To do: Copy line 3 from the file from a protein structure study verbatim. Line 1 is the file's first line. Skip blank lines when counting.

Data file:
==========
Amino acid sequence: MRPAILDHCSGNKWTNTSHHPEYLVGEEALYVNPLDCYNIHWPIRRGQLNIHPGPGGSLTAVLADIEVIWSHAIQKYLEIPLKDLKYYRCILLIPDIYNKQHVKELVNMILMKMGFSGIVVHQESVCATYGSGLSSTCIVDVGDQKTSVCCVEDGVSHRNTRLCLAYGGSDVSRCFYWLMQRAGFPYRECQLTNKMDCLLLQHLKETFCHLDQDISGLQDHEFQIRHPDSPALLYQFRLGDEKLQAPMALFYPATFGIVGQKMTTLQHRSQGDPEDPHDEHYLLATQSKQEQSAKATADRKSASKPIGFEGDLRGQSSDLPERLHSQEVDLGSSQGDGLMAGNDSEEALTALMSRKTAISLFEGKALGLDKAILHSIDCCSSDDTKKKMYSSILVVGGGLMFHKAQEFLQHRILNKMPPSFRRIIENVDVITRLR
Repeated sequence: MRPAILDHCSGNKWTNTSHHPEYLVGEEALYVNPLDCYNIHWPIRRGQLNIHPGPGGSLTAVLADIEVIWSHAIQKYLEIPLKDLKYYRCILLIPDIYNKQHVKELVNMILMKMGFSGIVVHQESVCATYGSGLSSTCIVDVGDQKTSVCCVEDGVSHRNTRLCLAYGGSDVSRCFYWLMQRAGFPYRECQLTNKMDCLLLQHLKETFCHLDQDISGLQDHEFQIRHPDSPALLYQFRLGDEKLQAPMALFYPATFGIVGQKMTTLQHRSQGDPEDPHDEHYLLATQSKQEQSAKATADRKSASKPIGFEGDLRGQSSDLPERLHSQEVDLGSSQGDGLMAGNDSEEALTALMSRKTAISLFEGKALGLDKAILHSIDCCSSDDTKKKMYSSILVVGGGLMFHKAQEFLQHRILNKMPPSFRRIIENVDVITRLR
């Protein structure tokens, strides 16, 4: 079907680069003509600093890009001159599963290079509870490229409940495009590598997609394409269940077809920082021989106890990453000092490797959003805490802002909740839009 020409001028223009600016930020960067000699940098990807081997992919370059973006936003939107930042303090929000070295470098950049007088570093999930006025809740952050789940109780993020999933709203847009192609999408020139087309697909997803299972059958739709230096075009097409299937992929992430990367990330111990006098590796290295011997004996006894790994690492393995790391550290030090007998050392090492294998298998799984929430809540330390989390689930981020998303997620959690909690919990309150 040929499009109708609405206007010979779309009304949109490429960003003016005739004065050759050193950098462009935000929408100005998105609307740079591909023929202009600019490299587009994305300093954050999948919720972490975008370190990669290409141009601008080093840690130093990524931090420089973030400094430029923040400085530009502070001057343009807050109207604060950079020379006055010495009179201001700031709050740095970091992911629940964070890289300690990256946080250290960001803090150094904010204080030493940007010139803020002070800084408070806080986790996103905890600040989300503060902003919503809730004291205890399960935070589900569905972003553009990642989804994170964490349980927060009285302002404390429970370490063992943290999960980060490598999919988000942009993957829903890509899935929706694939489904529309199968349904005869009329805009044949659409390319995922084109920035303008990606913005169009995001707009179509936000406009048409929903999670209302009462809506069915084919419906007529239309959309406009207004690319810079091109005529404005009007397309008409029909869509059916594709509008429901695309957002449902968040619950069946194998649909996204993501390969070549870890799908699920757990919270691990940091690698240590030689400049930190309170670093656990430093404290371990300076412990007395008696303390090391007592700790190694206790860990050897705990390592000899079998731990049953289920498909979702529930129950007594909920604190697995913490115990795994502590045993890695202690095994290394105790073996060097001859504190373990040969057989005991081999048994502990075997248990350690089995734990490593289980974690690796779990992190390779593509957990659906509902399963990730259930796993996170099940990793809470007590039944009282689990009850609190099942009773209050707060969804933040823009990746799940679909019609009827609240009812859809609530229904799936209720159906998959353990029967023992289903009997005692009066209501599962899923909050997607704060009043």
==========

């Protein structure tokens, strides 16, 4: 079907680069003509600093890009001159599963290079509870490229409940495009590598997609394409269940077809920082021989106890990453000092490797959003805490802002909740839009 020409001028223009600016930020960067000699940098990807081997992919370059973006936003939107930042303090929000070295470098950049007088570093999930006025809740952050789940109780993020999933709203847009192609999408020139087309697909997803299972059958739709230096075009097409299937992929992430990367990330111990006098590796290295011997004996006894790994690492393995790391550290030090007998050392090492294998298998799984929430809540330390989390689930981020998303997620959690909690919990309150 040929499009109708609405206007010979779309009304949109490429960003003016005739004065050759050193950098462009935000929408100005998105609307740079591909023929202009600019490299587009994305300093954050999948919720972490975008370190990669290409141009601008080093840690130093990524931090420089973030400094430029923040400085530009502070001057343009807050109207604060950079020379006055010495009179201001700031709050740095970091992911629940964070890289300690990256946080250290960001803090150094904010204080030493940007010139803020002070800084408070806080986790996103905890600040989300503060902003919503809730004291205890399960935070589900569905972003553009990642989804994170964490349980927060009285302002404390429970370490063992943290999960980060490598999919988000942009993957829903890509899935929706694939489904529309199968349904005869009329805009044949659409390319995922084109920035303008990606913005169009995001707009179509936000406009048409929903999670209302009462809506069915084919419906007529239309959309406009207004690319810079091109005529404005009007397309008409029909869509059916594709509008429901695309957002449902968040619950069946194998649909996204993501390969070549870890799908699920757990919270691990940091690698240590030689400049930190309170670093656990430093404290371990300076412990007395008696303390090391007592700790190694206790860990050897705990390592000899079998731990049953289920498909979702529930129950007594909920604190697995913490115990795994502590045993890695202690095994290394105790073996060097001859504190373990040969057989005991081999048994502990075997248990350690089995734990490593289980974690690796779990992190390779593509957990659906509902399963990730259930796993996170099940990793809470007590039944009282689990009850609190099942009773209050707060969804933040823009990746799940679909019609009827609240009812859809609530229904799936209720159906998959353990029967023992289903009997005692009066209501599962899923909050997607704060009043």